Between 1947 and 1957 Hogg recorded prolifically for a host of labels, mostly West Coast, such as Combo, Ebb, Exclusive, Fidelity, Imperial, Jade, Meteor, Ray’s, Recorded in Hollywood, Show Time and Specialty, but also Bullet in Nashville and Macy’s, Mercury and Sittin’ In With in Houston. The company which recorded him most heavily was Los Angeles-based Modern Records, which meant that he had to spend long periods on the West Coast, leaving his wife and son in Dallas. The stresses of this way of life probably contributed to the failure of his second marriage around 1951. 

By his own account, Hogg had a girlfriend in all the major cities that he frequented, but nevertheless considered himself unlucky in love, no doubt because of the failure of his two marriages. He became an alcoholic but continued to work the party and juke joint circuit in Texas and the west coast of California until he died in McKinney, Texas of a haemorrhaging ulcer, on 1 May 1960, at the age of 46. 

Hogg was reputed to be a cousin of Lightnin' Hopkins and to be distantly related to Alger "Texas" Alexander, but both claims are ambiguous. However he did have a cousin named John Hogg who was also a blues musician; he recorded for Mercury Records in 1951.Smokey Hogg should is not to be confused with Willie "Smokey" Hogg, a musician based in New York City in the 1960s. 

(Edited from Wikipedia, Ace Records, AllMusic & The Blues Trail) 

Wednesday, 26 January 2022

Norma Tanega born 26 January 1939


Norma Cecilia Tanega (January 30, 1939 – December 29, 2019) was an American folk and pop singer-songwriter, painter, and experimental musician. In the 1960s, she had a hit with the single "Walkin' My Cat Named Dog" and wrote songs for Dusty Springfield and other prominent musicians. In later decades, Tanega worked mostly as a percussionist, playing various styles of music in the bands Baboonz, hybridVigor, and Ceramic Ensemble.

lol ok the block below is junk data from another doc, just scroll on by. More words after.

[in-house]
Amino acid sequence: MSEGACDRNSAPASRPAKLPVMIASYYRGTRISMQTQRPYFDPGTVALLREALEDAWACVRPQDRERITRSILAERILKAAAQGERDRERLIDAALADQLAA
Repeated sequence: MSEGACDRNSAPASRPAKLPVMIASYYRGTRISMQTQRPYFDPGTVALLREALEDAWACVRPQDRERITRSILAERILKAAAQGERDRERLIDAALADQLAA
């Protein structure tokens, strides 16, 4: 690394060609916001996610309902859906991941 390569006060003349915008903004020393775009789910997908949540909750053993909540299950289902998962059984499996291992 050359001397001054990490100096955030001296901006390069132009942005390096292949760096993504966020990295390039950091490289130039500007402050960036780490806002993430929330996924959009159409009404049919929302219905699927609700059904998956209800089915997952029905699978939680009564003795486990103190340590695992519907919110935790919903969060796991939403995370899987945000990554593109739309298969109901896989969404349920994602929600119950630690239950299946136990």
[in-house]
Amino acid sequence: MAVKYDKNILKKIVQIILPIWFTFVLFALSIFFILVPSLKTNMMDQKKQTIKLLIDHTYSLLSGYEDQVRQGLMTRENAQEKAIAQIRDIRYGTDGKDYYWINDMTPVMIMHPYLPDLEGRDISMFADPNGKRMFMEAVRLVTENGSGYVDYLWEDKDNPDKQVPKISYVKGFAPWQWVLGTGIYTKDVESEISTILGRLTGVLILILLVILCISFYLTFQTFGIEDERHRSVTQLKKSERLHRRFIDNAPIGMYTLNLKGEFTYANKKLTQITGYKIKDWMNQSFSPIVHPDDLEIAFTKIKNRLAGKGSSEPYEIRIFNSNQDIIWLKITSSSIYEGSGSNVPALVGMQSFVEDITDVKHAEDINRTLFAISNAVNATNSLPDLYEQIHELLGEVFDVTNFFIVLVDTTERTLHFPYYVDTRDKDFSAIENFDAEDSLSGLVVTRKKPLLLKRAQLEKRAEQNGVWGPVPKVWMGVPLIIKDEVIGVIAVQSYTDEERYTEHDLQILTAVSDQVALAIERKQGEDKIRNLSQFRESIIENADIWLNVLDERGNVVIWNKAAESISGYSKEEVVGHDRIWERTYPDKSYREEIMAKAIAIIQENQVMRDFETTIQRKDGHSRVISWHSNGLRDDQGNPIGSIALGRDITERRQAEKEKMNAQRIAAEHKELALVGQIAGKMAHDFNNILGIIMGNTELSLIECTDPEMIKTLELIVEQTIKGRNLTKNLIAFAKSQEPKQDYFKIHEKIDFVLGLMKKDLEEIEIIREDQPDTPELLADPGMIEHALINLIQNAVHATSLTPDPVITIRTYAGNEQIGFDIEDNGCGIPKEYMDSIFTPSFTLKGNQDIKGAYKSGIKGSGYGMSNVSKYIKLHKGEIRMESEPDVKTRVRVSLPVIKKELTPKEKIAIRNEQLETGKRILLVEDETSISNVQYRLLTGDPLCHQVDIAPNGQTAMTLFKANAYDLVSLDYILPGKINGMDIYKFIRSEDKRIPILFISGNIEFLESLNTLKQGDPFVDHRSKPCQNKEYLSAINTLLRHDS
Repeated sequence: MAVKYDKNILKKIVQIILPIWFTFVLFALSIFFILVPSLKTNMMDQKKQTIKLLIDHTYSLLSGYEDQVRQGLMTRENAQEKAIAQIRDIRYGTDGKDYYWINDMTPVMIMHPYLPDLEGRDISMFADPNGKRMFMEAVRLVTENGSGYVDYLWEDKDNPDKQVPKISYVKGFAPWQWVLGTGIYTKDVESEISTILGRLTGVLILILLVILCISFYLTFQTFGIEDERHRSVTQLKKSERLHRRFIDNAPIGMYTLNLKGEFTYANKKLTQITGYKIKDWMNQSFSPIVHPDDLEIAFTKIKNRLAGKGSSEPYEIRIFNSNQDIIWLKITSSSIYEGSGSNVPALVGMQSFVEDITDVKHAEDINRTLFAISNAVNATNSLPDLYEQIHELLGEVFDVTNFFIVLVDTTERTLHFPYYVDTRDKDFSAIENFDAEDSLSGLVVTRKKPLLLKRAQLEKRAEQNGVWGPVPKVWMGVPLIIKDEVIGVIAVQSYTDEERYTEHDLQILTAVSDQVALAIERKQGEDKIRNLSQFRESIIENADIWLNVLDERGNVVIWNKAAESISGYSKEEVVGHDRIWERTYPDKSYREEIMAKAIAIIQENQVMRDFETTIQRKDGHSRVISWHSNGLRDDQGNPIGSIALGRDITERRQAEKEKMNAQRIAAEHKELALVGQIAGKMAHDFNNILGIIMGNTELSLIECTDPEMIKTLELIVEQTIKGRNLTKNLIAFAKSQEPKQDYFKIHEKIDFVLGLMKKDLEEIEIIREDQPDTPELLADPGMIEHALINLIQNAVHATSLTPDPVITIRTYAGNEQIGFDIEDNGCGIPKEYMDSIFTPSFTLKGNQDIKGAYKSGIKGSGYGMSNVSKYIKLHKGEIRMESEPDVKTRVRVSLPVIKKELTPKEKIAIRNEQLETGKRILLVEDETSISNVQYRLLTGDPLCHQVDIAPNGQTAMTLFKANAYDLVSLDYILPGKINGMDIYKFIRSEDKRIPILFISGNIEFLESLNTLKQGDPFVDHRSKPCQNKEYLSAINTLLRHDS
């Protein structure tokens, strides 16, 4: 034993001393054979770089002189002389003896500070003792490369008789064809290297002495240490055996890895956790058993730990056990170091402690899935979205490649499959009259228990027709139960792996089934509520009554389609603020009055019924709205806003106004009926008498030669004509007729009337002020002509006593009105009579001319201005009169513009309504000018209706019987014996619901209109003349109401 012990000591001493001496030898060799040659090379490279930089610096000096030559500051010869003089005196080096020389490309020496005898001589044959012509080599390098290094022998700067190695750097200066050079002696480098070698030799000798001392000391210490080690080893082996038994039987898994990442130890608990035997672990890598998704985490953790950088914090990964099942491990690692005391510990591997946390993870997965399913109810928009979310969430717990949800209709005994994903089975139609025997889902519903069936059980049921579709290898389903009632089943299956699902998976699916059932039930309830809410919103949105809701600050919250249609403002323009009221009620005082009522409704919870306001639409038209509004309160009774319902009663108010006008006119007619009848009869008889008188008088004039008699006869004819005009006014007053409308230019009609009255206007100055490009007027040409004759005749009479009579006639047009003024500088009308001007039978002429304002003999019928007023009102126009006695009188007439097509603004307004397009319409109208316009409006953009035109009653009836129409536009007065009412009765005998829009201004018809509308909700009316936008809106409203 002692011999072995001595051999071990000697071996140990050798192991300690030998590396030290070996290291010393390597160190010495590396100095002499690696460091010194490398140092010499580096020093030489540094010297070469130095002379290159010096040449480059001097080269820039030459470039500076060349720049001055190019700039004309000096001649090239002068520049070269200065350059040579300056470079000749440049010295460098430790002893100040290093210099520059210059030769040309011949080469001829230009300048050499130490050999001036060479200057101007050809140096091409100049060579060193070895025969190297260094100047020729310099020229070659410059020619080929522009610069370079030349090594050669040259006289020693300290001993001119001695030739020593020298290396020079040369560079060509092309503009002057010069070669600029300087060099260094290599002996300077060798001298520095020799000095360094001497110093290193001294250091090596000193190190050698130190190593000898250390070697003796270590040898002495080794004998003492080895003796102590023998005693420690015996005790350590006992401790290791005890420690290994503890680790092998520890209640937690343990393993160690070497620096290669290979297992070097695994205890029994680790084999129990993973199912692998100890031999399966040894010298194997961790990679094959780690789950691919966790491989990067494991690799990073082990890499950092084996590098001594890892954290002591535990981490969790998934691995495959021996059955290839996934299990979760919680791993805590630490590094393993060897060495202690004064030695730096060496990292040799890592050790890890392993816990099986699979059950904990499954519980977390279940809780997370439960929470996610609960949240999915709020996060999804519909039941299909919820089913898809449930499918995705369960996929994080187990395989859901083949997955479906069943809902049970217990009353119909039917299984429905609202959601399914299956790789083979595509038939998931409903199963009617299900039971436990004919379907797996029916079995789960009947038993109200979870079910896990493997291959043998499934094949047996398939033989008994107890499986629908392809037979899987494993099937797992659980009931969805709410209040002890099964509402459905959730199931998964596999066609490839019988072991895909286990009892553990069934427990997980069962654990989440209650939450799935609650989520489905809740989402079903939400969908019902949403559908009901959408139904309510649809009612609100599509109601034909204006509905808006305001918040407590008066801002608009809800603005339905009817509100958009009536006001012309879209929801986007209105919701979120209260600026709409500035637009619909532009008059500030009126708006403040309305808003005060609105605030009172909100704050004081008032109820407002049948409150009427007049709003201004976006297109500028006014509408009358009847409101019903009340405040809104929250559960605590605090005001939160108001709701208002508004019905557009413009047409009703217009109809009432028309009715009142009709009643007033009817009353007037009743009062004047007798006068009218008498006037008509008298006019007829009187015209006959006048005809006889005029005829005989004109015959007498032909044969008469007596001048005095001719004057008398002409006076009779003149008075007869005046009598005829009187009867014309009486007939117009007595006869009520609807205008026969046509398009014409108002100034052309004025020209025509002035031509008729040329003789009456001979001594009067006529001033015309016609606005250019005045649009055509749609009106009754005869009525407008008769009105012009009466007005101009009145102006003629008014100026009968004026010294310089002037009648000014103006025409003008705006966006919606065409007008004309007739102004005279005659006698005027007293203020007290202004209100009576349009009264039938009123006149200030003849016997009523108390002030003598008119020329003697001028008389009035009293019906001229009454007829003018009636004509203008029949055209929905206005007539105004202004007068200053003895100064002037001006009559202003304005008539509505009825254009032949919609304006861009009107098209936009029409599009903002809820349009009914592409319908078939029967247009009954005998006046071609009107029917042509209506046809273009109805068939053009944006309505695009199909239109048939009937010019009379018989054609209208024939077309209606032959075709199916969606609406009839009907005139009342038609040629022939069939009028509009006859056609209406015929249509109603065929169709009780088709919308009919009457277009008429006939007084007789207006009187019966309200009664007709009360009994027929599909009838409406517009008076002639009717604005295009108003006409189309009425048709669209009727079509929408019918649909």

Tanega was born in Vallejo, California in 1939, to a Panamanian mother and a Filipino father who was a bandmaster for the United States Navy and eventually led his own band after 30 years of service. After moving to Long Beach at age two, she started classical piano lessons at age nine. She was equally passionate about visual art, and directed her high school's art gallery during her senior year. She attended Scripps College on a full scholarship and earned her MFA from Claremont Graduate School in 1962. 

With her studies completed, Tanega traveled Europe and then moved to New York City. Living in Greenwich Village, she became a part of the thriving folk music scene. Along with working at a mental hospital, where she'd perform songs for the patients, Tanega also worked summers as a music counsellor at a camp in the Catskill Mountains. Producer Herb Bernstein saw her perform there and introduced her to producer and songwriter Bob Crewe, most famous for his work with the Four Seasons. Tanega signed to Crewe's New Voice label in 1965 and released her debut single, "Walkin' My Cat Named Dog," in 1966. Inspired by her real-life pet (which she owned because her apartment building didn't allow dogs), the song mixed folk-rock with New York pop-soul production. It became an international hit, reaching number three in Canada and peaking at number 22 on the U.S. and U.K. charts. The song's popularity spawned covers by Barry McGuire, Art Blakey, and the Jazz Crusaders, as well as versions in Danish, Dutch, and French.